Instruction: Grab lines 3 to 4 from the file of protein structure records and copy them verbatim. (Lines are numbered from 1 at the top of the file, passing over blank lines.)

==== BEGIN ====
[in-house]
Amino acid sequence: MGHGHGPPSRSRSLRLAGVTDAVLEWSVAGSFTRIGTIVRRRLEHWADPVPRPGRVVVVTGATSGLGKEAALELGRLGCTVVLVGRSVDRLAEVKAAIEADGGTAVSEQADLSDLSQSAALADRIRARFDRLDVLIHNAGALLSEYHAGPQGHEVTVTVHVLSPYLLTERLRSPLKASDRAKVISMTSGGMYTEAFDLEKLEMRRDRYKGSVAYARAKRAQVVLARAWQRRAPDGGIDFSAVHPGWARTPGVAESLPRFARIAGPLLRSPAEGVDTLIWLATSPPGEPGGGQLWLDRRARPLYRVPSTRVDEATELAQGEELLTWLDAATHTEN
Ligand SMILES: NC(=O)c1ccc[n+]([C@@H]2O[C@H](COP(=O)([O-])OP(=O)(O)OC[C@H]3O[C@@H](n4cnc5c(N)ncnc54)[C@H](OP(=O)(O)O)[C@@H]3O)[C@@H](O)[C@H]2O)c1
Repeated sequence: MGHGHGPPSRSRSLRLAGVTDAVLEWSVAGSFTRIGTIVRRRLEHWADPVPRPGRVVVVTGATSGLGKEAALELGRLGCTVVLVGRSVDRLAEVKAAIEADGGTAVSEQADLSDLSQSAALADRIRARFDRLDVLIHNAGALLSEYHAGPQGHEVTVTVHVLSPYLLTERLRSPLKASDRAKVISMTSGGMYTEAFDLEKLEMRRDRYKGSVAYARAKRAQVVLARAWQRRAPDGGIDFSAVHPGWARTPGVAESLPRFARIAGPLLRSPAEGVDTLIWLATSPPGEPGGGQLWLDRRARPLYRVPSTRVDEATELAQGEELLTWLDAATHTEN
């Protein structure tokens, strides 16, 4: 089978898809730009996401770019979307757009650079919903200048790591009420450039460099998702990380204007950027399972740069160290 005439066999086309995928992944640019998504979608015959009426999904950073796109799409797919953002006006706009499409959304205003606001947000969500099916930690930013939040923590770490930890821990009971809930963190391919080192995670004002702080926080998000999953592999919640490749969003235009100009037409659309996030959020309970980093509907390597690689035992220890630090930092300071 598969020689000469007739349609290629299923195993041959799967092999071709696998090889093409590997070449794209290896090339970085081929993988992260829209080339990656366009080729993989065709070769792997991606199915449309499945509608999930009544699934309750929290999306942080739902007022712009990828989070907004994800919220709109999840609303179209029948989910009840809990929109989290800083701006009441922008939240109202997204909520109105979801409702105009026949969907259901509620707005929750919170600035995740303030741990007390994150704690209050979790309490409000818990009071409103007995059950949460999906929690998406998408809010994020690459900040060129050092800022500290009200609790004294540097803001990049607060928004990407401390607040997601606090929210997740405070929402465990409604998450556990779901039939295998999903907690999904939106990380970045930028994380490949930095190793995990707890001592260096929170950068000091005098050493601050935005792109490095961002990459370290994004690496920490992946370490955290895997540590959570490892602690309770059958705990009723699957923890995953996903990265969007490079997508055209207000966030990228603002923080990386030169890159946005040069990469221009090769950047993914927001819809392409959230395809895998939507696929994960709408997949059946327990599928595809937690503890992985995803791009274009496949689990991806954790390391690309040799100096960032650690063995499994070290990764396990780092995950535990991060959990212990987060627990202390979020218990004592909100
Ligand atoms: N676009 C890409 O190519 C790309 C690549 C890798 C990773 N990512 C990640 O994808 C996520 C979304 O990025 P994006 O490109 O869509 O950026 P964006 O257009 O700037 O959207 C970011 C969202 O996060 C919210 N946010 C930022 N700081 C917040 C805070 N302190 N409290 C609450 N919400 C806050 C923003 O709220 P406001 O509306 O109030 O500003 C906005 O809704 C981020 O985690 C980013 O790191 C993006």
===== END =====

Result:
Ligand SMILES: NC(=O)c1ccc[n+]([C@@H]2O[C@H](COP(=O)([O-])OP(=O)(O)OC[C@H]3O[C@@H](n4cnc5c(N)ncnc54)[C@H](OP(=O)(O)O)[C@@H]3O)[C@@H](O)[C@H]2O)c1
Repeated sequence: MGHGHGPPSRSRSLRLAGVTDAVLEWSVAGSFTRIGTIVRRRLEHWADPVPRPGRVVVVTGATSGLGKEAALELGRLGCTVVLVGRSVDRLAEVKAAIEADGGTAVSEQADLSDLSQSAALADRIRARFDRLDVLIHNAGALLSEYHAGPQGHEVTVTVHVLSPYLLTERLRSPLKASDRAKVISMTSGGMYTEAFDLEKLEMRRDRYKGSVAYARAKRAQVVLARAWQRRAPDGGIDFSAVHPGWARTPGVAESLPRFARIAGPLLRSPAEGVDTLIWLATSPPGEPGGGQLWLDRRARPLYRVPSTRVDEATELAQGEELLTWLDAATHTEN